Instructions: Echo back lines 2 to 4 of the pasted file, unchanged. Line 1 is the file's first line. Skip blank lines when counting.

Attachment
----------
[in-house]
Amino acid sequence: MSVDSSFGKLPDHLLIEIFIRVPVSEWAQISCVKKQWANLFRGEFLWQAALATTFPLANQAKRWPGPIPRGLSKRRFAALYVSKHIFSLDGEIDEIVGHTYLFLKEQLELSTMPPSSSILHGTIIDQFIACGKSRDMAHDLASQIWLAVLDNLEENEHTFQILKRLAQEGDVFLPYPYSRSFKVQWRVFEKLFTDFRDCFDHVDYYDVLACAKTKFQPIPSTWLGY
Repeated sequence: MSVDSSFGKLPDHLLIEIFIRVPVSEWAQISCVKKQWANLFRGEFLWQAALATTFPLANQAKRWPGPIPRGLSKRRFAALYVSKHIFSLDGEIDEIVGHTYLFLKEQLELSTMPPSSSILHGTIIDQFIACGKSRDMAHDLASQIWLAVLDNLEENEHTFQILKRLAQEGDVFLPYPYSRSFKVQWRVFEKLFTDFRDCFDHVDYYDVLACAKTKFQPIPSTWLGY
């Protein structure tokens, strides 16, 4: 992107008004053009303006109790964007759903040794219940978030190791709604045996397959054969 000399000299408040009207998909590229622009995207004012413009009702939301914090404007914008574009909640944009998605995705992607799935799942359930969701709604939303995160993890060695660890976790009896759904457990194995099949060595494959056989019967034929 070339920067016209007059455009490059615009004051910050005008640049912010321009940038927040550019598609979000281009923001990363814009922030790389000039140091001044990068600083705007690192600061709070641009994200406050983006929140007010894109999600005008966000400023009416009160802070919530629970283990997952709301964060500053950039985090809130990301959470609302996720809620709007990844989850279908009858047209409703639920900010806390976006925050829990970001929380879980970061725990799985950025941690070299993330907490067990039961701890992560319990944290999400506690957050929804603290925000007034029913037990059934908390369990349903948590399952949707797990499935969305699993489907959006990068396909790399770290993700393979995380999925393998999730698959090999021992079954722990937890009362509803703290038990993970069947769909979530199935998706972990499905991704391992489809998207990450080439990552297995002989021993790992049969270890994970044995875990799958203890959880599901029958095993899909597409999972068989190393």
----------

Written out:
Amino acid sequence: MSVDSSFGKLPDHLLIEIFIRVPVSEWAQISCVKKQWANLFRGEFLWQAALATTFPLANQAKRWPGPIPRGLSKRRFAALYVSKHIFSLDGEIDEIVGHTYLFLKEQLELSTMPPSSSILHGTIIDQFIACGKSRDMAHDLASQIWLAVLDNLEENEHTFQILKRLAQEGDVFLPYPYSRSFKVQWRVFEKLFTDFRDCFDHVDYYDVLACAKTKFQPIPSTWLGY
Repeated sequence: MSVDSSFGKLPDHLLIEIFIRVPVSEWAQISCVKKQWANLFRGEFLWQAALATTFPLANQAKRWPGPIPRGLSKRRFAALYVSKHIFSLDGEIDEIVGHTYLFLKEQLELSTMPPSSSILHGTIIDQFIACGKSRDMAHDLASQIWLAVLDNLEENEHTFQILKRLAQEGDVFLPYPYSRSFKVQWRVFEKLFTDFRDCFDHVDYYDVLACAKTKFQPIPSTWLGY
């Protein structure tokens, strides 16, 4: 992107008004053009303006109790964007759903040794219940978030190791709604045996397959054969 000399000299408040009207998909590229622009995207004012413009009702939301914090404007914008574009909640944009998605995705992607799935799942359930969701709604939303995160993890060695660890976790009896759904457990194995099949060595494959056989019967034929 070339920067016209007059455009490059615009004051910050005008640049912010321009940038927040550019598609979000281009923001990363814009922030790389000039140091001044990068600083705007690192600061709070641009994200406050983006929140007010894109999600005008966000400023009416009160802070919530629970283990997952709301964060500053950039985090809130990301959470609302996720809620709007990844989850279908009858047209409703639920900010806390976006925050829990970001929380879980970061725990799985950025941690070299993330907490067990039961701890992560319990944290999400506690957050929804603290925000007034029913037990059934908390369990349903948590399952949707797990499935969305699993489907959006990068396909790399770290993700393979995380999925393998999730698959090999021992079954722990937890009362509803703290038990993970069947769909979530199935998706972990499905991704391992489809998207990450080439990552297995002989021993790992049969270890994970044995875990799958203890959880599901029958095993899909597409999972068989190393």